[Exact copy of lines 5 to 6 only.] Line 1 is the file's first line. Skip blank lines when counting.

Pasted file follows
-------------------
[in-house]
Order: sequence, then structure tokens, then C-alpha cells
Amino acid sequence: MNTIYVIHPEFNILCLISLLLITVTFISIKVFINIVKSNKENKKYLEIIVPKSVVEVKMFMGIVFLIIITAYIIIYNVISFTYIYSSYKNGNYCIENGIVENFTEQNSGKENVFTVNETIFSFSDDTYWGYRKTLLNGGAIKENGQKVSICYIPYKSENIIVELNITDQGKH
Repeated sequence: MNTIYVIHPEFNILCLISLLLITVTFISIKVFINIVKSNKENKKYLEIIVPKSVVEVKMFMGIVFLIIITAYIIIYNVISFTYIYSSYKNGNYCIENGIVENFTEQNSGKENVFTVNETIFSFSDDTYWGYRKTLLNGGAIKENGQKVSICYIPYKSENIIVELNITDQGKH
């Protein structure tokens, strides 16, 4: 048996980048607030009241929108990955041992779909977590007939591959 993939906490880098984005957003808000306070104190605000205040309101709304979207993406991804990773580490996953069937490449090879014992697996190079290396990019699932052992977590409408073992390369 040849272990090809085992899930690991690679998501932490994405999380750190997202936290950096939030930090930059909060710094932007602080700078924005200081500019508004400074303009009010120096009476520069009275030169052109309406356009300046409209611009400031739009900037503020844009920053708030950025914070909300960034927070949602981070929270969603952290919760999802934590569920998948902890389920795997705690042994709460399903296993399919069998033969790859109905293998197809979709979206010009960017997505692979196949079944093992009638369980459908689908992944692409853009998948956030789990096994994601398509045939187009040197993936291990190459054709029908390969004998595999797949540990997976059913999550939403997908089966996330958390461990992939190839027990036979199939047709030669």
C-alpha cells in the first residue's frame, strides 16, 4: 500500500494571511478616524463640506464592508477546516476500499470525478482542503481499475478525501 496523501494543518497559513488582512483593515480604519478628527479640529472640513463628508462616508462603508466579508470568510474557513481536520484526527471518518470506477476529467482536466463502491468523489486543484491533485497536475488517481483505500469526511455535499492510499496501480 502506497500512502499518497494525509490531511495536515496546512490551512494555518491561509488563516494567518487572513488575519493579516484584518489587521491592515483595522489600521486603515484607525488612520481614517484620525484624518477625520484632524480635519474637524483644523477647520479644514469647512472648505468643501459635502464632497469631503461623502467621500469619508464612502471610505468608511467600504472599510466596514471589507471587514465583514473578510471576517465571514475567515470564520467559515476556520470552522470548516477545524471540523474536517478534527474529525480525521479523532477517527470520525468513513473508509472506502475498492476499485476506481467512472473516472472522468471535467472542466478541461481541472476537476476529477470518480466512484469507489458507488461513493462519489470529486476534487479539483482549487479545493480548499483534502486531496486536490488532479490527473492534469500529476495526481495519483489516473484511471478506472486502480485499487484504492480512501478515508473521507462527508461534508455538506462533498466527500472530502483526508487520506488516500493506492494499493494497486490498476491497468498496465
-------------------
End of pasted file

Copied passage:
């Protein structure tokens, strides 16, 4: 048996980048607030009241929108990955041992779909977590007939591959 993939906490880098984005957003808000306070104190605000205040309101709304979207993406991804990773580490996953069937490449090879014992697996190079290396990019699932052992977590409408073992390369 040849272990090809085992899930690991690679998501932490994405999380750190997202936290950096939030930090930059909060710094932007602080700078924005200081500019508004400074303009009010120096009476520069009275030169052109309406356009300046409209611009400031739009900037503020844009920053708030950025914070909300960034927070949602981070929270969603952290919760999802934590569920998948902890389920795997705690042994709460399903296993399919069998033969790859109905293998197809979709979206010009960017997505692979196949079944093992009638369980459908689908992944692409853009998948956030789990096994994601398509045939187009040197993936291990190459054709029908390969004998595999797949540990997976059913999550939403997908089966996330958390461990992939190839027990036979199939047709030669």
C-alpha cells in the first residue's frame, strides 16, 4: 500500500494571511478616524463640506464592508477546516476500499470525478482542503481499475478525501 496523501494543518497559513488582512483593515480604519478628527479640529472640513463628508462616508462603508466579508470568510474557513481536520484526527471518518470506477476529467482536466463502491468523489486543484491533485497536475488517481483505500469526511455535499492510499496501480 502506497500512502499518497494525509490531511495536515496546512490551512494555518491561509488563516494567518487572513488575519493579516484584518489587521491592515483595522489600521486603515484607525488612520481614517484620525484624518477625520484632524480635519474637524483644523477647520479644514469647512472648505468643501459635502464632497469631503461623502467621500469619508464612502471610505468608511467600504472599510466596514471589507471587514465583514473578510471576517465571514475567515470564520467559515476556520470552522470548516477545524471540523474536517478534527474529525480525521479523532477517527470520525468513513473508509472506502475498492476499485476506481467512472473516472472522468471535467472542466478541461481541472476537476476529477470518480466512484469507489458507488461513493462519489470529486476534487479539483482549487479545493480548499483534502486531496486536490488532479490527473492534469500529476495526481495519483489516473484511471478506472486502480485499487484504492480512501478515508473521507462527508461534508455538506462533498466527500472530502483526508487520506488516500493506492494499493494497486490498476491497468498496465